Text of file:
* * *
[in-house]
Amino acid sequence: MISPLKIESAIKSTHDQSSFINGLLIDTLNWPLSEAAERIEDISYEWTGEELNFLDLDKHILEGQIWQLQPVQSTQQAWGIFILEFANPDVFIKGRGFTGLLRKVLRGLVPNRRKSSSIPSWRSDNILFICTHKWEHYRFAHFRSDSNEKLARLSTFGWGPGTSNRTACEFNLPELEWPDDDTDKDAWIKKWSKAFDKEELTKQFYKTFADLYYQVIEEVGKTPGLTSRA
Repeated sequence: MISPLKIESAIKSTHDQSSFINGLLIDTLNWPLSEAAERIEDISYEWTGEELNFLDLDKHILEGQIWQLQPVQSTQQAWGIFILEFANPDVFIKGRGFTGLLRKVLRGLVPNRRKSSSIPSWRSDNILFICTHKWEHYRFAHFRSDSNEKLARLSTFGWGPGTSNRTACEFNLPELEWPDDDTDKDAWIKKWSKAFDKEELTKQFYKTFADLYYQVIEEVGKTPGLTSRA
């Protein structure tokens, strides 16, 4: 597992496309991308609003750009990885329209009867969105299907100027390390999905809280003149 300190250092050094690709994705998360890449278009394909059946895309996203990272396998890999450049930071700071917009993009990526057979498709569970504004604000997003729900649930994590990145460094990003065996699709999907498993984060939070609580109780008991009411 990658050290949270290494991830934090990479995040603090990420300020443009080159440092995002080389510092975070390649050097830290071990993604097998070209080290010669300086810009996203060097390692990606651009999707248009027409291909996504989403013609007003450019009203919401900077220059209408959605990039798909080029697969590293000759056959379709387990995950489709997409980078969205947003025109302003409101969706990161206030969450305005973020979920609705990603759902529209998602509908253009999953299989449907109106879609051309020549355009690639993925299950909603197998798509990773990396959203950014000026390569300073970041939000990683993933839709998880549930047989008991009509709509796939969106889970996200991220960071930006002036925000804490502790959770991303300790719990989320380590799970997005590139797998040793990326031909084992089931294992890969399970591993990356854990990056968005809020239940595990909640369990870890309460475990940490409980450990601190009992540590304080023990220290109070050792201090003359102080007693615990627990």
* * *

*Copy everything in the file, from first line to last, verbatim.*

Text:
[in-house]
Amino acid sequence: MISPLKIESAIKSTHDQSSFINGLLIDTLNWPLSEAAERIEDISYEWTGEELNFLDLDKHILEGQIWQLQPVQSTQQAWGIFILEFANPDVFIKGRGFTGLLRKVLRGLVPNRRKSSSIPSWRSDNILFICTHKWEHYRFAHFRSDSNEKLARLSTFGWGPGTSNRTACEFNLPELEWPDDDTDKDAWIKKWSKAFDKEELTKQFYKTFADLYYQVIEEVGKTPGLTSRA
Repeated sequence: MISPLKIESAIKSTHDQSSFINGLLIDTLNWPLSEAAERIEDISYEWTGEELNFLDLDKHILEGQIWQLQPVQSTQQAWGIFILEFANPDVFIKGRGFTGLLRKVLRGLVPNRRKSSSIPSWRSDNILFICTHKWEHYRFAHFRSDSNEKLARLSTFGWGPGTSNRTACEFNLPELEWPDDDTDKDAWIKKWSKAFDKEELTKQFYKTFADLYYQVIEEVGKTPGLTSRA
């Protein structure tokens, strides 16, 4: 597992496309991308609003750009990885329209009867969105299907100027390390999905809280003149 300190250092050094690709994705998360890449278009394909059946895309996203990272396998890999450049930071700071917009993009990526057979498709569970504004604000997003729900649930994590990145460094990003065996699709999907498993984060939070609580109780008991009411 990658050290949270290494991830934090990479995040603090990420300020443009080159440092995002080389510092975070390649050097830290071990993604097998070209080290010669300086810009996203060097390692990606651009999707248009027409291909996504989403013609007003450019009203919401900077220059209408959605990039798909080029697969590293000759056959379709387990995950489709997409980078969205947003025109302003409101969706990161206030969450305005973020979920609705990603759902529209998602509908253009999953299989449907109106879609051309020549355009690639993925299950909603197998798509990773990396959203950014000026390569300073970041939000990683993933839709998880549930047989008991009509709509796939969106889970996200991220960071930006002036925000804490502790959770991303300790719990989320380590799970997005590139797998040793990326031909084992089931294992890969399970591993990356854990990056968005809020239940595990909640369990870890309460475990940490409980450990601190009992540590304080023990220290109070050792201090003359102080007693615990627990």